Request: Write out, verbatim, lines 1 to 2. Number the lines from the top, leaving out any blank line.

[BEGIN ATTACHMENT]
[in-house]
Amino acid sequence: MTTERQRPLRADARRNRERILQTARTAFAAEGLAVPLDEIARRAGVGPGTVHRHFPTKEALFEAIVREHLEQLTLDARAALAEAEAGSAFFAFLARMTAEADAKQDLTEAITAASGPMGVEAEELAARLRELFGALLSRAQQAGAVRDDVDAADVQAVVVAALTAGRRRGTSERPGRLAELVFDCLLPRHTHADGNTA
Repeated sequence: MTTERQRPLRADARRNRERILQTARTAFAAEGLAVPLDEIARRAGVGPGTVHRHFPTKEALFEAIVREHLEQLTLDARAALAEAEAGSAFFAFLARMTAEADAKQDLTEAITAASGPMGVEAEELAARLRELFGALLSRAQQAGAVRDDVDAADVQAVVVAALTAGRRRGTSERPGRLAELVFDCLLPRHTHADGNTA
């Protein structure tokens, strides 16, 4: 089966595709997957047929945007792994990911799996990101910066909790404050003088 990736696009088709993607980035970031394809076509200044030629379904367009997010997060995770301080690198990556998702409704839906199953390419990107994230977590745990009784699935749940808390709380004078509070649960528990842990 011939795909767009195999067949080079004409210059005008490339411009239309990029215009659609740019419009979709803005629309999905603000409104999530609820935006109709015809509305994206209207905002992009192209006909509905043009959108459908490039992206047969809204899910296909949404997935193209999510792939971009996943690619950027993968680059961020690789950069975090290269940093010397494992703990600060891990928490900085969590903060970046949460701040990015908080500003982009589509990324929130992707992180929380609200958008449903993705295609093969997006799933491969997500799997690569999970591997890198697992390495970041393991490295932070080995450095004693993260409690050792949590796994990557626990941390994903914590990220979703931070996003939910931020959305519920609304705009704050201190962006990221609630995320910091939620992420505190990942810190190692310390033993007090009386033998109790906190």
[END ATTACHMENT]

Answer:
[in-house]
Amino acid sequence: MTTERQRPLRADARRNRERILQTARTAFAAEGLAVPLDEIARRAGVGPGTVHRHFPTKEALFEAIVREHLEQLTLDARAALAEAEAGSAFFAFLARMTAEADAKQDLTEAITAASGPMGVEAEELAARLRELFGALLSRAQQAGAVRDDVDAADVQAVVVAALTAGRRRGTSERPGRLAELVFDCLLPRHTHADGNTA